Jun 08, 2010

Prison Investigator Finds Humanity Behind Bars

By Caitlin Meredith

“The key to interviewing prisoners is all within the six P’s: Proper planning prevents piss-poor performance. Knowledge is power,” said prison crime investigator Jesse Coleman. And Coleman says you can be sure his clients of all people will know when you’re faking it.

Coleman, in cowboy boots, spends hours one-on-one with the kind of people most folks hope to avoid. He’s been a prison crime investigator for 15 years and conveys a passion for his work that few could match. He also occasionally visits a class at the University of Texas School of Law to talk about his work which is where he came to the attention of Reporting Texas. He later spoke with us by phone.

Most people know about court-appointed defense attorneys for people who can’t afford their own lawyer, but few know what happens when inmates are accused of crime in prison. If the inspector general, the law enforcement branch of the Texas Department of Criminal Justice, decides to charge an inmate with breaking the penal code — everything from hiding a cell phone to killing a guard — an attorney is assigned to represent the inmate. That’s where Coleman comes in.

“I’m the guy who breaks the bad news,” says Coleman. Working as part of the legal defense team, the investigator is usually the first person to visit the inmate in prison to let him know he’s been accused of a crime. “I come to tell them ‘They’re fixing to give you more time,’” Coleman said.

While the Office of the Inspector General conducts the initial investigation right after the alleged crime, Coleman is part of the defense team that investigates on behalf of the inmate.

Since the defense bases its strategy on Coleman’s findings, his investigations provide vital information that directly influence any new punishment. “I find all the information that’s going to lock a guy away, and all the information that might give him leniency or even get him off free and clear,” Coleman said. For capital murder cases — where a guard is killed, for instance, or a convicted murderer kills another inmate — this means life or death.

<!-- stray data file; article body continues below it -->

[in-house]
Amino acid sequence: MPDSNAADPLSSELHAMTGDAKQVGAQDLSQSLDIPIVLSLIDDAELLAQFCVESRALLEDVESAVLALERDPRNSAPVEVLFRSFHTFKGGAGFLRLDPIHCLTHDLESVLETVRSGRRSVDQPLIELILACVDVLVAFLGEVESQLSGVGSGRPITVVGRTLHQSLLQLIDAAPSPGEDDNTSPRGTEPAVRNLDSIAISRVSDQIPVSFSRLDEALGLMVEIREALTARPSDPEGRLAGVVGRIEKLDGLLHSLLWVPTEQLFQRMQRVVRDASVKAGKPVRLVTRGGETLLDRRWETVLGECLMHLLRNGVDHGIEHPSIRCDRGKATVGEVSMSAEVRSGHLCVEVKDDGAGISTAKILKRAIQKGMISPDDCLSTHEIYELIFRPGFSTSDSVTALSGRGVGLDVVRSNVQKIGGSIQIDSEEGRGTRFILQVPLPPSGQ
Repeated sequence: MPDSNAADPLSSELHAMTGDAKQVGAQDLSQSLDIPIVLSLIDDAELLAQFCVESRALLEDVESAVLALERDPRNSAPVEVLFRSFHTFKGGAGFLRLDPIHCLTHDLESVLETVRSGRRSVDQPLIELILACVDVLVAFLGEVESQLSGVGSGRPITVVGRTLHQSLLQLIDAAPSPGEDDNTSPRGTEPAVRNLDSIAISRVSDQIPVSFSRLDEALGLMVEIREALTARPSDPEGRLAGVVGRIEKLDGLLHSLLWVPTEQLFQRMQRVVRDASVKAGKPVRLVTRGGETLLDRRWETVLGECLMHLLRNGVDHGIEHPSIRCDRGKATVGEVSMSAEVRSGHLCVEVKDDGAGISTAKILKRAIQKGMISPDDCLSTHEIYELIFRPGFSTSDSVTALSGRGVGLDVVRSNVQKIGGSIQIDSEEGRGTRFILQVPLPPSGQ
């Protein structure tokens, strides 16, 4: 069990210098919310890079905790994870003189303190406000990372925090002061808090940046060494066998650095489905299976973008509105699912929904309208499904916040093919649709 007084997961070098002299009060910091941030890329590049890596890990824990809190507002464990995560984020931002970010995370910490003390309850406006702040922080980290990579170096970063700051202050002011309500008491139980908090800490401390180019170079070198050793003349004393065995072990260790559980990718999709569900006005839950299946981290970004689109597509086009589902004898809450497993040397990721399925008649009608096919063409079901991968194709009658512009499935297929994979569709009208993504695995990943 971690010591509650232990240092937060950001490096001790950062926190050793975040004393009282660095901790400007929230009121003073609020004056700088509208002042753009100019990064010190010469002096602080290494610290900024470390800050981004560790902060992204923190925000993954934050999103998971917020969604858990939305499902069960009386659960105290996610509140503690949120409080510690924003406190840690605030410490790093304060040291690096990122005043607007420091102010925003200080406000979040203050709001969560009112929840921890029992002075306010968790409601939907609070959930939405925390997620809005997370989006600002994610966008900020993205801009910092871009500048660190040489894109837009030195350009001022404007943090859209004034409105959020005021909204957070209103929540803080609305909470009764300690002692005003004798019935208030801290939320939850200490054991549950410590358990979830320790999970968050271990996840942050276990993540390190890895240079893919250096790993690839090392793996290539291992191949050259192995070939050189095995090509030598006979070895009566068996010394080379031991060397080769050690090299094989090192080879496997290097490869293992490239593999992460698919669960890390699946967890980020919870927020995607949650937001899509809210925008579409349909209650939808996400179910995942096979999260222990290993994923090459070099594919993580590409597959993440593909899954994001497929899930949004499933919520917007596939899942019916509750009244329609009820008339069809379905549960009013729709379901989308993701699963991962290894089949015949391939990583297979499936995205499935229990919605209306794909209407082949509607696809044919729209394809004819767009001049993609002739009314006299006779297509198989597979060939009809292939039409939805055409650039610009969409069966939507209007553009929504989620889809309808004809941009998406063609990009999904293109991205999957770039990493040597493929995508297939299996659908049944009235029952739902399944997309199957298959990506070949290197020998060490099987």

Defending convicted criminals doesn’t make you very popular in law enforcement circles, especially within the TDCJ. His college buddies who are cops now rib him for protecting the guys they arrest, but Coleman doesn’t mind.

“It’s kind of fun working from behind the eight-ball all the time,” he said. He’s based in Huntsville, but his work takes him to prisons all over the state.

Behind Bars

Coleman grew up in a middle-class Texas family in an American encampment in Saudi Arabia, where his father was a driller for an oil company. His mother was a housewife. When he was in fifth grade, the family moved back to the Huntsville area.

Huntsville is home to the TDCJ but when Coleman started a prison career after going to college for law enforcement, his parents weren’t thrilled. “It scared my mother to death and unnerved my dad,” he said.

Coleman worked as a correctional officer first, including three years in a disciplinary unit. When he got the chance to become an investigator he took it. He found the idea of talking with inmates intriguing, and given his corrections training, “it was an exceptional fit,” he said.

When he started the job he imagined “getting into the mind of the lions, tigers and bears” of society. But when he started doing interviews Coleman was surprised at the humanity he saw in the people he met. “Other than by the grace of God and a whole lot of good luck I could be in prison too,” Coleman said. “If I’d had the same life as most of these guys I might’ve gotten in a lot of trouble. … I’ve just been fortunate in my childhood.”